The basic elements of cars have not changed since the early vehicles produced at the end of the 19th and beginning of the 20th centuries. The “motor car” (as it was commonly called back then) and modern day vehicles all rely on the internal combustion engine.
Although engine design has been refined over the last 100 or so years – making them faster, more efficient and more reliable – the underlying equipment is the same. The only exceptions to this are the recent development of electric cars by companies like Tesla and Toyota, along with an attempt in the 1950s by Chrysler to make a “turbine car”, which used the same type of jet engine as you’d find it a passenger jet.
However, this does not mean that technology is not important in vehicle design. Whilst the power unit has remained relatively the same, modern cars are packed with a lot of technology. In addition, the technology used to build these modern vehicles has advanced significantly over the years. Here is a look at some of the technology used today.
Virtual Reality (VR) technology has been one of the most talked about developments in the last five years, with some of the biggest names in technology getting involved, including Facebook, Microsoft and Google. Virtual reality has been used in many different industries such as:
- Healthcare – where it is used to help surgeons practice on virtual patients
- Education – enabling students to go on virtual field trips
- iGaming – in the likes of PokerStars VR, which provides a more immersive gaming experience.
As far as the automotive industry goes, VR is being incorporated into the vehicle design process. As human understanding of aerodynamics has evolved, vehicle shapes have adapted to ensure that our cars can slice through the air in the most efficient way possible, making them faster, quieter and more fuel efficient. Balancing aerodynamics with safety and style is a difficult task, making designing a brand new vehicle very time consuming work.
However, Microsoft and Ford have been working together to allow car designers to collaboratively change a car’s appearance in virtual reality, speeding up review times. Virtual reality allows them to see how the changes appear in real time, on a full sized car. Ford is planning to extend its use of VR technology further, with plans to use it in the engineering development process as well.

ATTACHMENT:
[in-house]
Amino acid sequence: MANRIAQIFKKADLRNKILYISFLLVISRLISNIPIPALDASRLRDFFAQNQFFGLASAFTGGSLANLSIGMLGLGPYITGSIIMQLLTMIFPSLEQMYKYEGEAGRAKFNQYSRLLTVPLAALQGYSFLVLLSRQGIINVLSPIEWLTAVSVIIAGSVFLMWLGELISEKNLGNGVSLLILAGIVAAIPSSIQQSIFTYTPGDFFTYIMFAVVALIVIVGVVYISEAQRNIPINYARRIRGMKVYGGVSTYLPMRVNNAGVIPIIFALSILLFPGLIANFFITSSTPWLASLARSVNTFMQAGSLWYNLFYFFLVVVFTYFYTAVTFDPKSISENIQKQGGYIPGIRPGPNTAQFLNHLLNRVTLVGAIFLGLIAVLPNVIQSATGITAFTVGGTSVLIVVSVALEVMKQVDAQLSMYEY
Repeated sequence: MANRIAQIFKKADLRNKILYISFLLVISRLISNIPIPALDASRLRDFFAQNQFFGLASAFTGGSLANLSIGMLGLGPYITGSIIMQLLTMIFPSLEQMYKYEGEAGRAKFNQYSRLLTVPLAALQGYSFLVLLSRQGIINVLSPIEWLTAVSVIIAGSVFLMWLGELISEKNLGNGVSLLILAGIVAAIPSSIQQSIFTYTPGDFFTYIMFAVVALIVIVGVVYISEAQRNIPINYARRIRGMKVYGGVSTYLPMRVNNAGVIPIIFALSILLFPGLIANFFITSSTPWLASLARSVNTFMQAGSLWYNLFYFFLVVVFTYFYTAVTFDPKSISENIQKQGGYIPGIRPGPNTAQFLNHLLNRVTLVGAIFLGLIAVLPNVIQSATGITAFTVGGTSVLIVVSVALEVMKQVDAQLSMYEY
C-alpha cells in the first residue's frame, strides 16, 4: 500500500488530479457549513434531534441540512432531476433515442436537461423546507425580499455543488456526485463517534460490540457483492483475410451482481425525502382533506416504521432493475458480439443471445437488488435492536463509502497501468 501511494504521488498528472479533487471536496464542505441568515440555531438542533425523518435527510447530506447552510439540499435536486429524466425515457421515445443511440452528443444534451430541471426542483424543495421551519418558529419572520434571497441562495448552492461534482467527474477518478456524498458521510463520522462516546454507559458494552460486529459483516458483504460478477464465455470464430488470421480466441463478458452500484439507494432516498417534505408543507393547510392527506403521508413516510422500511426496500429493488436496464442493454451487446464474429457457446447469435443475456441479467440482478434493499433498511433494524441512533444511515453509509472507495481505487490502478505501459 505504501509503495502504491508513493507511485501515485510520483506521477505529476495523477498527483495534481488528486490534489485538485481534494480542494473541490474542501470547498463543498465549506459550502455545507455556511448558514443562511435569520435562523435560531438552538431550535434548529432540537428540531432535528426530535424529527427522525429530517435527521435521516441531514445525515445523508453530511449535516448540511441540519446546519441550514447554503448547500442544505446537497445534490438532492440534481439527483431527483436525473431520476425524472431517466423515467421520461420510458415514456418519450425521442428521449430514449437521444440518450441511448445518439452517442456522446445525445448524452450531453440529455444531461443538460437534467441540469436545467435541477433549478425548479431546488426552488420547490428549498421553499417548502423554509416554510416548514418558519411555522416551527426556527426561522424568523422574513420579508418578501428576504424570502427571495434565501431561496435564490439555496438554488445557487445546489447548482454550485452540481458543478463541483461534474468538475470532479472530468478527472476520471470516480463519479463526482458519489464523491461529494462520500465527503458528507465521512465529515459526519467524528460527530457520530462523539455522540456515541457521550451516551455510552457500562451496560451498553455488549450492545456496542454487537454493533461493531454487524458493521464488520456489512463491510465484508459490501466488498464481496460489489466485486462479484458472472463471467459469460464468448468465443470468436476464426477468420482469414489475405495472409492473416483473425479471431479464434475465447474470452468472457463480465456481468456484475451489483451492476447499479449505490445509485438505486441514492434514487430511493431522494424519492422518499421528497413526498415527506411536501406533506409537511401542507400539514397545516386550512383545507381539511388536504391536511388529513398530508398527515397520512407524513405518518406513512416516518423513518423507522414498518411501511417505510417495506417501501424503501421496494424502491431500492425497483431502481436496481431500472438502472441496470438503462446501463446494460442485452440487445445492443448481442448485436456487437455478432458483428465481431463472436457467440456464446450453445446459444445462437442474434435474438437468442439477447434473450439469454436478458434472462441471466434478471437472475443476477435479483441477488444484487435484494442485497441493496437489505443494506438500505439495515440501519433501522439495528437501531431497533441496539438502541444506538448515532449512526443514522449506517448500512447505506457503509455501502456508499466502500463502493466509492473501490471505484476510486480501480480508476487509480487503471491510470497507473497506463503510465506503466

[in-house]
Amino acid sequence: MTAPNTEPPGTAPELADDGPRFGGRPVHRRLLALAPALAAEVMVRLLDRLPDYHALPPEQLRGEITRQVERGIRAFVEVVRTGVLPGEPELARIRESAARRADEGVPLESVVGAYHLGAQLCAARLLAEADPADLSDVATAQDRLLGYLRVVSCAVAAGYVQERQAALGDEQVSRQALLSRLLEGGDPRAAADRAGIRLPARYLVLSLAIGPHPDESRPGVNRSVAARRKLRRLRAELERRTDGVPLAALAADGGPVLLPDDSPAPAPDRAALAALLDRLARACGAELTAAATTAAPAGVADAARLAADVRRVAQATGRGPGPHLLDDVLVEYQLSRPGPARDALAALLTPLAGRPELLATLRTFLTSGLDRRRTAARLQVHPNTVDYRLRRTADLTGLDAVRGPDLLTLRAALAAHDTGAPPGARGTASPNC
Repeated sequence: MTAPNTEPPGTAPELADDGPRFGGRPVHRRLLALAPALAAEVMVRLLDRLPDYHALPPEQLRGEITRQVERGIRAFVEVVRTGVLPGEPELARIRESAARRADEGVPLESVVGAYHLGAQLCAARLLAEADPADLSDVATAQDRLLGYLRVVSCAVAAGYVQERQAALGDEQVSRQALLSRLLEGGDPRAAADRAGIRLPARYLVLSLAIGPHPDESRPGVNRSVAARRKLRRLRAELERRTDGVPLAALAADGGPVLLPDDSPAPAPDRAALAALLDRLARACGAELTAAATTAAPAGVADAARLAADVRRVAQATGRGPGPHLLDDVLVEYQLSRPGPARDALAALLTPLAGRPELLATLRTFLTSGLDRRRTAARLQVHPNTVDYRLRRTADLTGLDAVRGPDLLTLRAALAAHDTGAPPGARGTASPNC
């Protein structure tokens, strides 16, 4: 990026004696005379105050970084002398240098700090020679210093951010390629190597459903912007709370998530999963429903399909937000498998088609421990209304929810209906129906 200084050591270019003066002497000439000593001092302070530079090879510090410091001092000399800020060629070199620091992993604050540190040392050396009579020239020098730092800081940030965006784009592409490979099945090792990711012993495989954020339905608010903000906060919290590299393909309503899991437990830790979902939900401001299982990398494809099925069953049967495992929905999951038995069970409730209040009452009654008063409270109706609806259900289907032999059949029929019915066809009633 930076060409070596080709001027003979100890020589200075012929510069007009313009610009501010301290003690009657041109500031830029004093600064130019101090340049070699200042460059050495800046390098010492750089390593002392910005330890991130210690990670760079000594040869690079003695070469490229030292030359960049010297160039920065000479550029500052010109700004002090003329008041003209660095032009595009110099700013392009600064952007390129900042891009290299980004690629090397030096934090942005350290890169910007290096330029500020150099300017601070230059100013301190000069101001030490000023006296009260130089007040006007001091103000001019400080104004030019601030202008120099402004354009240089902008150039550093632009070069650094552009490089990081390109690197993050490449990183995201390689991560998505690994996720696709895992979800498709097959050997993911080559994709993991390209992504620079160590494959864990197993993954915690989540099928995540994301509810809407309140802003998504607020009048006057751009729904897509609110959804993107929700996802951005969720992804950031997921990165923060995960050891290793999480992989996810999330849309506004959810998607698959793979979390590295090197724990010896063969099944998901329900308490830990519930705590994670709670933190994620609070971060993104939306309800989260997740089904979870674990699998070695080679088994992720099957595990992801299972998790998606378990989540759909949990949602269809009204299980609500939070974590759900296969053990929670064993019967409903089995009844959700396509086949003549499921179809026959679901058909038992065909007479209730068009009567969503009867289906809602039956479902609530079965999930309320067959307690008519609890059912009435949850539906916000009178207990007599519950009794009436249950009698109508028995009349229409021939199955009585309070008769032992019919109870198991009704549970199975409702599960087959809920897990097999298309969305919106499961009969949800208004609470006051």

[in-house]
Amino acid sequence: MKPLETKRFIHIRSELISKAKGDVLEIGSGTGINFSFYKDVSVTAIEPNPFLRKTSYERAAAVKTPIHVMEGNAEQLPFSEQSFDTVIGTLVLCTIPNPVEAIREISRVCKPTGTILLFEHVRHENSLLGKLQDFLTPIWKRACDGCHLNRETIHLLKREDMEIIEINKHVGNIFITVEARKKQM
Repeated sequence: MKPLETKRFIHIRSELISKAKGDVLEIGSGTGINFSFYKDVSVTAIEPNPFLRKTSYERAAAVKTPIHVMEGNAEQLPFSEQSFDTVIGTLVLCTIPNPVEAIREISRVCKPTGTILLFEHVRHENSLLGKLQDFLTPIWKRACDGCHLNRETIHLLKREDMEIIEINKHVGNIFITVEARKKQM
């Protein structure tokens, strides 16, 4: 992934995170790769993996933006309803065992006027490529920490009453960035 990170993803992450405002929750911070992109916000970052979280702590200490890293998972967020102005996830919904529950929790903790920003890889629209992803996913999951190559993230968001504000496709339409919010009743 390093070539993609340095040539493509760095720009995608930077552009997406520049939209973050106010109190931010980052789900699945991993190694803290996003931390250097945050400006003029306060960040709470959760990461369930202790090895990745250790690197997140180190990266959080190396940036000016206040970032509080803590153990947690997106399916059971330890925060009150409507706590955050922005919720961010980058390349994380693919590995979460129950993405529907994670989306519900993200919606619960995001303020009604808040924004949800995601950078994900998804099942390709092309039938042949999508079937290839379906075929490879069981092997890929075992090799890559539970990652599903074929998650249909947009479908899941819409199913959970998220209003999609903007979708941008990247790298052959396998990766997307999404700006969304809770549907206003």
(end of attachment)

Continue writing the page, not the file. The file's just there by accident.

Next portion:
Batteries that can be recharged have been in use as far back as 1859; in fact they have almost always been a part of vehicles. A battery is used to provide power to the starter motor and to provide electrical energy to peripherals, like the radio and the lights whilst the engine is switched off. However, the last decade has seen a big push for hybrid and full electric powered vehicles thanks to developments in battery technology.
The drawbacks to owning some of the earliest electrically powered cars was that they could not be driven very far before needing to be plugged back in. However, thanks to major investment from companies such as Tesla, improvements made to lithium-ion batteries have extended the range of electric cars, making them practical for more than just short city journeys. In April 2019, a startup company in Switzerland claimed to have developed a battery that could run a car for 600 miles, putting it on par with the capabilities of a traditional combustion engine car.
It seems everything is beginning to connect to the internet in what we call the “Internet of Things” and cars are not exempt from this. Referred to as “connected cars”, these cars have been around since 1996, but have taken off recently thanks to the development of 4G technology. These connected cars can use the internet for entertainment, such as music streaming, providing a distribution channel for software updates like in Tesla cars, and for safety systems.
Internet powered safety systems can alert the emergency services if a car has been involved in an accident, even if the driver is incapacitated. They can also help to diagnose problems with the car which could cause safety or reliability issues.
Ever since the birth of the first motor powered vehicles, they have been at the cutting edge of technology. From the first production lines pioneered by Henry Ford, to the battery technology used in new electric vehicles, technology is at the heart of the automotive industry.